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10 Books with Black Protagonists for Middle Schoolers

Updated: Feb 22, 2023

Books are one great way to learn about Black history and the Black experience. From fiction to nonfiction, graphic novel to autobiography, here are 10 books suitable for middle schoolers to read. Some were my personal favorites growing up. I hope you can find a story (or several!) that you enjoy, and that you continue to seek out diverse voices.

Bone Black: Memories of Girlhood by bell hooks

Genre: nonfiction, memoir

A raw and honest look into bell hooks’ childhood growing up in poverty in the racially segregated South. Through her struggles and joys, we follow bell hooks as she blossoms into a perceptive, feminist writer.

Flygirl by Sherri L. Smith

Genre: historical fiction

Ida Mae Jones, a mixed black woman, “passes” as white in order to join the women airforce during WWII. She must hide this big secret as she pursues her childhood dream, friendship, and romance.

Bud, Not Buddy by Christopher Paul Curtis

Genre: historical fiction

Bud, a 10-year-old boy living in Michigan, runs away from his new foster family in search of his biological father, who he is convinced is famous jazz musician Herman E. Calloway. His journey to reconnect with his roots is hilarious at times and touching at others.

The Hate U Give by Angie Thomas

Genre: fiction, social justice

16-year-old Starr’s life is shattered when her best friend Khalil is shot and killed by a police officer. Starr navigates her grief in two different settings: her predominantly black neighborhood and her predominantly white prep school. She comes to terms with her own identity and her role in the community’s fight for justice. 

Note: The book was adapted into a 2018 movie starring Amandla Stenberg.

New Kid by Jerry Craft

Genre: graphic novel, fiction

This graphic novel — yep, that means pictures! — follows Jordan as he enrolls at a prestigious private academy where there are few fellow kids of color. Middle school is hard enough as it is. Will Jordan be able make friends while staying true to who he is?

The following five books may be more suitable for advanced readers, although many of them have Young Reader's adaptations:

Born A Crime: Stories from a South African Childhood by Trevor Noah

Genre: nonfiction, memoir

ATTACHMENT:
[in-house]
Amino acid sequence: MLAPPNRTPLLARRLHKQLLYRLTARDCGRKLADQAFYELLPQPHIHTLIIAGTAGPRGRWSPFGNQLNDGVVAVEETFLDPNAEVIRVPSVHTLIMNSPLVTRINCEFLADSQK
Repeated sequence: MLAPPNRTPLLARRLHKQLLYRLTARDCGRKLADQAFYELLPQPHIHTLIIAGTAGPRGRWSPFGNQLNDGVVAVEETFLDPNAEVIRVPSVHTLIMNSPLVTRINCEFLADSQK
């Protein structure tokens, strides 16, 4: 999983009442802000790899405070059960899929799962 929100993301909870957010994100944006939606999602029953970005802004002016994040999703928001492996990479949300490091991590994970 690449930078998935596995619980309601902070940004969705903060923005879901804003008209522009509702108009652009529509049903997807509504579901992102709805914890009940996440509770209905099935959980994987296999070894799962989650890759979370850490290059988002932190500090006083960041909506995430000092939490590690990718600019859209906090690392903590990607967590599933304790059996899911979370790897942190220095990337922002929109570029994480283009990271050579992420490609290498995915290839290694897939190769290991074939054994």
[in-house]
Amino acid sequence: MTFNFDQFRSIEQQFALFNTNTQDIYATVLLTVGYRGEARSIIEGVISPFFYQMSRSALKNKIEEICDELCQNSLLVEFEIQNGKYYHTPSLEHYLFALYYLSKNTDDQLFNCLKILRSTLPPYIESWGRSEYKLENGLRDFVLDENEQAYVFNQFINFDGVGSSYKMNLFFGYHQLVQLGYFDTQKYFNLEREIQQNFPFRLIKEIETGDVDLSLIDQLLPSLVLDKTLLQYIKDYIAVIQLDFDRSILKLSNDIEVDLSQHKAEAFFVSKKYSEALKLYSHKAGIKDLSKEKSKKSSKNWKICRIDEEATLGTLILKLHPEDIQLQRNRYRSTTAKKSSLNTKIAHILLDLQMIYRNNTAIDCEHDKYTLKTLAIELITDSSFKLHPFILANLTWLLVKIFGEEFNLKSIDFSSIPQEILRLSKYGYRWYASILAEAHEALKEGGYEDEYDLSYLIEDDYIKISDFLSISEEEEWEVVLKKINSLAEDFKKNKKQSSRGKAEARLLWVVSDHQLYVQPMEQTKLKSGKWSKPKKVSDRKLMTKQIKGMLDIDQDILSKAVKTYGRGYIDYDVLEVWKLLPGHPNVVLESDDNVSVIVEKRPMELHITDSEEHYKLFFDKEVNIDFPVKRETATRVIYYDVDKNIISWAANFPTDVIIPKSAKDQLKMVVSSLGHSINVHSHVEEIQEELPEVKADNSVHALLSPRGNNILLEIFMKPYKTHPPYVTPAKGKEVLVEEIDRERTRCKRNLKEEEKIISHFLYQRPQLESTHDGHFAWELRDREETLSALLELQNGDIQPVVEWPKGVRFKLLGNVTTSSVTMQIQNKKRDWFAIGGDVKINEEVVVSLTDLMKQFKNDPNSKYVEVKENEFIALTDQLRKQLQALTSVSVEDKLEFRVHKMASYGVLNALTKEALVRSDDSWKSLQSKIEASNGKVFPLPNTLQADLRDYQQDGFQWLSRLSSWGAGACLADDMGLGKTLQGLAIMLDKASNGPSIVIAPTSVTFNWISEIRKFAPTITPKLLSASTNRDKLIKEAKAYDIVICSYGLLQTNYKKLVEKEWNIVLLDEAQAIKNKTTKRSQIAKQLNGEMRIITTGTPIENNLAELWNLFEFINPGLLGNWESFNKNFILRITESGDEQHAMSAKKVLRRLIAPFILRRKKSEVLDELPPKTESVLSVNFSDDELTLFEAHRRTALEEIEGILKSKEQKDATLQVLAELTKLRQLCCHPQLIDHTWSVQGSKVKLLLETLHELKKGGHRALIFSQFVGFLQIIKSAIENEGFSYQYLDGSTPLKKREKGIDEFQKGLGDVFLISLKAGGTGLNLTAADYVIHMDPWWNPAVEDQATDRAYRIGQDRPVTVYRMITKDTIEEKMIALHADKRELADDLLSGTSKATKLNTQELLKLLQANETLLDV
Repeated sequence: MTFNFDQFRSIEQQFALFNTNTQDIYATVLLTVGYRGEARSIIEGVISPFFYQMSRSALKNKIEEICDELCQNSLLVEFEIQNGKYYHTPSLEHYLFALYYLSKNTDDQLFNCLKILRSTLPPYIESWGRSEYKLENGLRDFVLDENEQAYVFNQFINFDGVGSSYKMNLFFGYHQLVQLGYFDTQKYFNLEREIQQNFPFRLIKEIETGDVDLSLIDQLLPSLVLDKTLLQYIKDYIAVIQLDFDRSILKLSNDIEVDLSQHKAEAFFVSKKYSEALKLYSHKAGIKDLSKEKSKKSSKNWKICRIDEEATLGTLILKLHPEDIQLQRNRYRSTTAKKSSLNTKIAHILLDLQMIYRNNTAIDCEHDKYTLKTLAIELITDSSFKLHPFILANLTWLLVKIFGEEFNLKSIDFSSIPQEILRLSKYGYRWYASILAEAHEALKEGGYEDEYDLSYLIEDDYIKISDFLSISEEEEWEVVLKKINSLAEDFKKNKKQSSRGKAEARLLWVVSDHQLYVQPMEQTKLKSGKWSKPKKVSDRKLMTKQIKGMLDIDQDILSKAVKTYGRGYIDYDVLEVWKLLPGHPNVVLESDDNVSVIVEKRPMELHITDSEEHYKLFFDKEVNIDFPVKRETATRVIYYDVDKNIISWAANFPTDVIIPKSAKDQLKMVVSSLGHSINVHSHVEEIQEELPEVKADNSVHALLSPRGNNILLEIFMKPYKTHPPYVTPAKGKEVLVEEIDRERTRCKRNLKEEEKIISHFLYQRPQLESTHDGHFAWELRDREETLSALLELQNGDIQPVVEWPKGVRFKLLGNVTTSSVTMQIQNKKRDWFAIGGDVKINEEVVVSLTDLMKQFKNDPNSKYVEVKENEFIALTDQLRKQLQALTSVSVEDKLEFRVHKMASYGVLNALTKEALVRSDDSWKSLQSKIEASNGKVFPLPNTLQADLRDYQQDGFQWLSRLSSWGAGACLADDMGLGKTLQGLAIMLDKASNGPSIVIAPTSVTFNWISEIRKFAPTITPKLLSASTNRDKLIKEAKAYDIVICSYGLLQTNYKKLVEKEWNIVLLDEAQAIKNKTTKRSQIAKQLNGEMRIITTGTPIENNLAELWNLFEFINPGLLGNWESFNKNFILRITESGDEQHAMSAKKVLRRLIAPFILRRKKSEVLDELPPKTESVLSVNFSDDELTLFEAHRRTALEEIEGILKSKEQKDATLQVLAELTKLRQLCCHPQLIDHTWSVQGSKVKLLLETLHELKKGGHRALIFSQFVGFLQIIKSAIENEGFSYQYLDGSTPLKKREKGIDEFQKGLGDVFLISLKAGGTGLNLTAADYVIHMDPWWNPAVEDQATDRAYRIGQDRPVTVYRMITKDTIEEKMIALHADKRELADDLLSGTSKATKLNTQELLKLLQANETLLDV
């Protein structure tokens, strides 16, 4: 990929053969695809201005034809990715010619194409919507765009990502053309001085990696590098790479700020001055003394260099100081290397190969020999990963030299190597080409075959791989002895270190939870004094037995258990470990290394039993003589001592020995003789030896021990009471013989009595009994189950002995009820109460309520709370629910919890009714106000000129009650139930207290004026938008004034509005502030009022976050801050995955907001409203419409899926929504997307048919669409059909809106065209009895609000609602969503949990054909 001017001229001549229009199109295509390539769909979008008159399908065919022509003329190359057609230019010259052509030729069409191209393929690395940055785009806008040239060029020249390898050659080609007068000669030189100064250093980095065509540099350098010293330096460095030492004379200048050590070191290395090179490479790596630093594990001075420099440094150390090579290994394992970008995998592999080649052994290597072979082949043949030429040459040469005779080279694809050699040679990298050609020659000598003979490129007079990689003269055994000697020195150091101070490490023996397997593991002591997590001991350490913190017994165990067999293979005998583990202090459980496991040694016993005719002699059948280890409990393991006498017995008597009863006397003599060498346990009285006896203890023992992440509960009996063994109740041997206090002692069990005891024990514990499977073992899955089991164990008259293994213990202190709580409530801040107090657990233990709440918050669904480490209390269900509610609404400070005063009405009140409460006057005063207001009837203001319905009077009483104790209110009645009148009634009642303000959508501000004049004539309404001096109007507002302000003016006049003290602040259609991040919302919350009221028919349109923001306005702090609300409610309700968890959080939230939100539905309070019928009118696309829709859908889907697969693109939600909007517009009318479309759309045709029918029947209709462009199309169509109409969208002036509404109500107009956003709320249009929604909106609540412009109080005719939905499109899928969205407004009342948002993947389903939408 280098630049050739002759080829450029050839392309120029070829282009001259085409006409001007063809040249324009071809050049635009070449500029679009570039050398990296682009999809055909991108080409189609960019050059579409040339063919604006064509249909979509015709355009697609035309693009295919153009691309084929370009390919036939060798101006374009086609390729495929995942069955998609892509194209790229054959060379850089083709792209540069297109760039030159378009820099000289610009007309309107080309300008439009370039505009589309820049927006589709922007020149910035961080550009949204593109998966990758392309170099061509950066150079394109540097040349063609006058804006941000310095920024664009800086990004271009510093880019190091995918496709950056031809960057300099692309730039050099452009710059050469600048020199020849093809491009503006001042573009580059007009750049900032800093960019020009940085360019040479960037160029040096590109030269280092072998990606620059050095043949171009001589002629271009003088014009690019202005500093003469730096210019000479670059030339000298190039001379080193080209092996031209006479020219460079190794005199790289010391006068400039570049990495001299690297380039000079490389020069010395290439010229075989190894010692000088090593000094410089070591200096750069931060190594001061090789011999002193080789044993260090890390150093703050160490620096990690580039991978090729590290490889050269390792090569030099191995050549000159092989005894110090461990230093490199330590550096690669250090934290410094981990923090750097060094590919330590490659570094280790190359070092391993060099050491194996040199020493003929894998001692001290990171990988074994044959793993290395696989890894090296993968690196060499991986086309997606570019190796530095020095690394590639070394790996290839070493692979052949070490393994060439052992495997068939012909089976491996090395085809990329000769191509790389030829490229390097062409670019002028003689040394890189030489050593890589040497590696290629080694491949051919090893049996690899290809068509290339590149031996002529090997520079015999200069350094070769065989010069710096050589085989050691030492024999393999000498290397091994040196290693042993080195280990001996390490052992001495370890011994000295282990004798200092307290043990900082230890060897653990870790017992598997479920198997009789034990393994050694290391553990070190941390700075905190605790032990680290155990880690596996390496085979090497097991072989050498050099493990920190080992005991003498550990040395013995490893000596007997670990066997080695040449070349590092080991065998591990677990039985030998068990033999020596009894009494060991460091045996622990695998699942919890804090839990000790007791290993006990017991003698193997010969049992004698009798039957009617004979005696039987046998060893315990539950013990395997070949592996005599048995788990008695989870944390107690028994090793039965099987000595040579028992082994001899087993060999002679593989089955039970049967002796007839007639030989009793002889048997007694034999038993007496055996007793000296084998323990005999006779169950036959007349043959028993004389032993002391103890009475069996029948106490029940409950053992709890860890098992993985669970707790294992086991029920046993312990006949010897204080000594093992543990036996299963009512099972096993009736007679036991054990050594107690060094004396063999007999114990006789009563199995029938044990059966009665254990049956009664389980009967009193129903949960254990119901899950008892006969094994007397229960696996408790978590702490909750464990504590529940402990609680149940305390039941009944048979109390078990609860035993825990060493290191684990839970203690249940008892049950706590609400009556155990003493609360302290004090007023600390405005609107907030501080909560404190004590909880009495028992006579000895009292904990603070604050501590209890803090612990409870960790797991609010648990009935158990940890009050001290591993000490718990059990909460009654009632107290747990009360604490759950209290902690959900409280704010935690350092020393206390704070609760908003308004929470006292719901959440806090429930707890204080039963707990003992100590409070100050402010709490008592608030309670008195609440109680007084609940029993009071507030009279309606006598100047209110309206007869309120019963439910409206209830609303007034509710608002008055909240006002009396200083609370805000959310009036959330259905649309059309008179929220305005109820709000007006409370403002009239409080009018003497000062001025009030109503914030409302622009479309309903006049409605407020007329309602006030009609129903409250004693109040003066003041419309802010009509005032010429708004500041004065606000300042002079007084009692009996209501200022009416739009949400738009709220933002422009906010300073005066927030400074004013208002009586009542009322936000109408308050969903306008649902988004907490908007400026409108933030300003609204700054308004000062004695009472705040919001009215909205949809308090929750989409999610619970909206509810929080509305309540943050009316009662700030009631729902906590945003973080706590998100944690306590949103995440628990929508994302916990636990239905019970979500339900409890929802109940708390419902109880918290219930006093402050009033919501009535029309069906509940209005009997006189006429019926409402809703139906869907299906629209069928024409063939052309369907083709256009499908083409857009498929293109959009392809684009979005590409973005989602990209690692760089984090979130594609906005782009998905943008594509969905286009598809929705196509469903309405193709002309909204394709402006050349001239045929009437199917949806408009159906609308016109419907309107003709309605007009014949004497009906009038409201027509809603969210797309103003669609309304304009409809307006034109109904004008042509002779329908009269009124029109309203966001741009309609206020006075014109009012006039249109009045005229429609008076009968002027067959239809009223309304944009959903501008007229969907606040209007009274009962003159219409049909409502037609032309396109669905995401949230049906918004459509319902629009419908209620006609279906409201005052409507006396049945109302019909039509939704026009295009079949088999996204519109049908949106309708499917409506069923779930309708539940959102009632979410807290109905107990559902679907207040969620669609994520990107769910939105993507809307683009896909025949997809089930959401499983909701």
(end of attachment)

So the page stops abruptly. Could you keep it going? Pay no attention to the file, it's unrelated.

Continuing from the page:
Trevor Noah, the host of The Daily Show, tells the funny and insightful story of growing up in apartheid South Africa. Born to a white father and black mother in a country where interracial relationships are outlawed, Trevor’s literal existence was the product of a crime.

Note: Some language.

The Immortal Life of Henrietta Lacks by Rebecca Skloot

Genre: nonfiction, science

Henrietta Lacks’ “immortal” cells were taken from her without her knowledge and used to develop the polio vaccine, learn more about cancer, experiment with cloning, and more. It is one glimpse into the long history between black people and medical research.

Note: There is a Young Reader’s edition available for budding readers.

Just Mercy: A Story of Justice and Redemption by Brian Stevenson

Genre: nonfiction, memoir

The powerful true story of lawyer Brian Stevenson, who founded the Equal Justice Initiative, a non-profit dedicated to defending those who may not have had a fair trial. Stevenson takes on the case of Walter McMillian, a young man sentenced to die for a murder he didn’t commit.

Note: The book was adapted into a 2019 movie starring Michael B. Jordan and Jamie Foxx. There is also a Young Adults adapted version.

Hidden Figures: The Untold True Story of Four African-American Women who Helped Launch Our Nation into Space by Margot Lee Shetterly

Genre: nonfiction, science

America’s journey to the moon could not have been accomplished without the help of NASA’s “human computers” — which included a group of black women responsible for calculating flight paths. We follow the stories of five brilliant women as they set their sights on outer space.

Note: The book was adapted into a 2016 movie that was nominated for three Oscars. There is also a Young Readers version available.

Between the World and Me by Ta-Nehisi Coates

Genre: nonfiction, memoir

In this letter to his 15-year-old son, author Ta-Nehisi Coates explores and explains blackness as seen in current society. It’s a difficult, but very real read.

Note: May be more appropriate for more advanced readers.

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